18. Having determined that the term “substantial portion” refers to a quantitative measurement, we must next decide whether, as a matter of law, a single component can ever constitute a “substantial portion” so as to trigger liability under §271(f)(1). The answer is no.

  19. As before, we begin with the text of the statute. Section 271(f)(1) consistently refers to “components” in the plural. The section is targeted toward the supply of all or a substantial portion “of the components,” where “such components” are uncombined, in a manner that actively induces the combination of “such components” outside the United States. Text specifying a substantial portion of “components,” plural, indicates that multiple components constitute the substantial portion.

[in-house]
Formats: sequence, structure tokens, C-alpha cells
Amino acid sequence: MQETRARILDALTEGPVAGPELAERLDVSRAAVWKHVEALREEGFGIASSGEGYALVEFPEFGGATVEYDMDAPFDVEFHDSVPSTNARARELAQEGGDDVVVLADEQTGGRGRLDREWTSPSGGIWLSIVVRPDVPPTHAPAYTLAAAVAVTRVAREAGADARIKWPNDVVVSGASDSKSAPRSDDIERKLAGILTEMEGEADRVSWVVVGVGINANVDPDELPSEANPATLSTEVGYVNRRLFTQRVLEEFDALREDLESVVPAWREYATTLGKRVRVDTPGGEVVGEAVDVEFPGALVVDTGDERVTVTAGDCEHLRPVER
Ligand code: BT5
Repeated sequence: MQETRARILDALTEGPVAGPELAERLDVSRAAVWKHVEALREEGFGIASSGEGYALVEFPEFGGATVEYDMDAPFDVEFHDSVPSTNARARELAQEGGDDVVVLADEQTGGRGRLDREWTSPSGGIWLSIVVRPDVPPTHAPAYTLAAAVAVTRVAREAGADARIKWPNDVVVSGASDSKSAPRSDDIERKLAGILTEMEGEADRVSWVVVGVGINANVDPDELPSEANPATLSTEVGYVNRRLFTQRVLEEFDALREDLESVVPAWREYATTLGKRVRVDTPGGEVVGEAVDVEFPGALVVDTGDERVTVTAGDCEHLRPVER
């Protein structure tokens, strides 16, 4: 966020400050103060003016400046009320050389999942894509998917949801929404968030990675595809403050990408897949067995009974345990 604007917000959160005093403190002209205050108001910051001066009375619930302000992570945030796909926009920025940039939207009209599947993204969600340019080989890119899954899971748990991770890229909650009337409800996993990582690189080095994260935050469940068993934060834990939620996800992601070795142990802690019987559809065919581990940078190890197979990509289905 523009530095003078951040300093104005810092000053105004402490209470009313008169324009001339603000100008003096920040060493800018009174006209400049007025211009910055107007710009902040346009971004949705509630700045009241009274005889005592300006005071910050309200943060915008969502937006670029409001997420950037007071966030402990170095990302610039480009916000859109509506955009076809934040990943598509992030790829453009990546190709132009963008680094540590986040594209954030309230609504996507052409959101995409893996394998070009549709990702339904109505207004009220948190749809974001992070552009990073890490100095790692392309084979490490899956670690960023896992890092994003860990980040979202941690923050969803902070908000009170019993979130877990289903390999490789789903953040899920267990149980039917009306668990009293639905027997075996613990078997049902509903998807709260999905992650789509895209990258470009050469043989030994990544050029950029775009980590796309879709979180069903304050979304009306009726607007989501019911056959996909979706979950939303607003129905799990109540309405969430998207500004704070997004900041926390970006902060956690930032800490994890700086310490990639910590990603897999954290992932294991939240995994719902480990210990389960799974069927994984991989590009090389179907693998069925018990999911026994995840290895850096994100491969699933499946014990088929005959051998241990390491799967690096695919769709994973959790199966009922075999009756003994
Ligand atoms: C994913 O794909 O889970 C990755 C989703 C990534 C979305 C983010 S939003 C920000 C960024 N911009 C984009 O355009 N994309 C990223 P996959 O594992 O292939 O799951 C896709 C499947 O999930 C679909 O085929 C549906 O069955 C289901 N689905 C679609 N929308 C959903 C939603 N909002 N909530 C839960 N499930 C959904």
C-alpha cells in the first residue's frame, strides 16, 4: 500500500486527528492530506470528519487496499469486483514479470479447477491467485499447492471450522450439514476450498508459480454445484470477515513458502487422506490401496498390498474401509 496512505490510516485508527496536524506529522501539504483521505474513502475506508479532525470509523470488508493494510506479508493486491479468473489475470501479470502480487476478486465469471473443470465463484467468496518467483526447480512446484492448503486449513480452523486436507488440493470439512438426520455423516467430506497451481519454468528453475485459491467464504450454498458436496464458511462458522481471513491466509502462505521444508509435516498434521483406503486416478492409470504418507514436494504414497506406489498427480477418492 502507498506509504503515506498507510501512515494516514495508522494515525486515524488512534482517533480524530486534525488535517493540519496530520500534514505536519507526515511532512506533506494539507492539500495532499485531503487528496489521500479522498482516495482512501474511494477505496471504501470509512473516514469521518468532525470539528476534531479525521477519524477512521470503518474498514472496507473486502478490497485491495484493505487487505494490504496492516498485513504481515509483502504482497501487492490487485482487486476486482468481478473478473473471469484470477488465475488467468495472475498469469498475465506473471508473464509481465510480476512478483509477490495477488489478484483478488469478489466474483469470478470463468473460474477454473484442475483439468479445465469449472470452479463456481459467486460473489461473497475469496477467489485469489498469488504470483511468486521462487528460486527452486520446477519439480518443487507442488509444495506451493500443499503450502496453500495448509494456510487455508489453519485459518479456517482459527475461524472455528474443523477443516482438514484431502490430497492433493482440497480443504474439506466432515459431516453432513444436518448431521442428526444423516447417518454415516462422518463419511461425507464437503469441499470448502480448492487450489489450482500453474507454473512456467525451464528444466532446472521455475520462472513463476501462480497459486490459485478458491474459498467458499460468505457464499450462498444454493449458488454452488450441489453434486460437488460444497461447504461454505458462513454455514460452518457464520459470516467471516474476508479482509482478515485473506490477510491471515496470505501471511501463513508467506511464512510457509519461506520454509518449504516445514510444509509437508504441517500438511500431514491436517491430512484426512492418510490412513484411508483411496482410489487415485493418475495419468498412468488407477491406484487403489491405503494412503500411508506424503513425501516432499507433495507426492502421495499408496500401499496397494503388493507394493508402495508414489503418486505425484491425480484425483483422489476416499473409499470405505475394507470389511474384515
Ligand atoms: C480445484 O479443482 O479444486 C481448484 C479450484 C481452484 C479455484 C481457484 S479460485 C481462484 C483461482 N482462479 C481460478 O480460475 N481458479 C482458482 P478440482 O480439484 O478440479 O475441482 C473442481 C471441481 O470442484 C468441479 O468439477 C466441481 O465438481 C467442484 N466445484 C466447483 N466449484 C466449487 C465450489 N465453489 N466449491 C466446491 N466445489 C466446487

20. The structure of §271(f) reinforces this reading. Section 271(f)(2), which is §271(f)(1)’s companion provision, reads as follows:

    Whoever without authority supplies or causes to be supplied in or from the United States any component of a patented invention that is especially made or especially adapted for use in the invention and not a staple article or commodity of commerce suitable for substantial non-infringing use, where such component is uncombined in whole or in part, knowing that such component is so made or adapted and intending that such component will be combined outside of the United States in a manner that would infringe the patent if such combination occurred within the United States, shall be liable as an infringer.
  21. Reading §271(f)(1) to refer to more than one component allows the two provisions to work in tandem. Whereas §271(f)(1) refers to “components,” plural, §271(f)(2) refers to “any component,” singular. And, whereas §271(f)(1) speaks to whether the components supplied by a party constitute a substantial portion of the components,§271(f)(2) speaks to whether a party has supplied “any” non-commodity component “especially made or especially adapted for use in the invention.”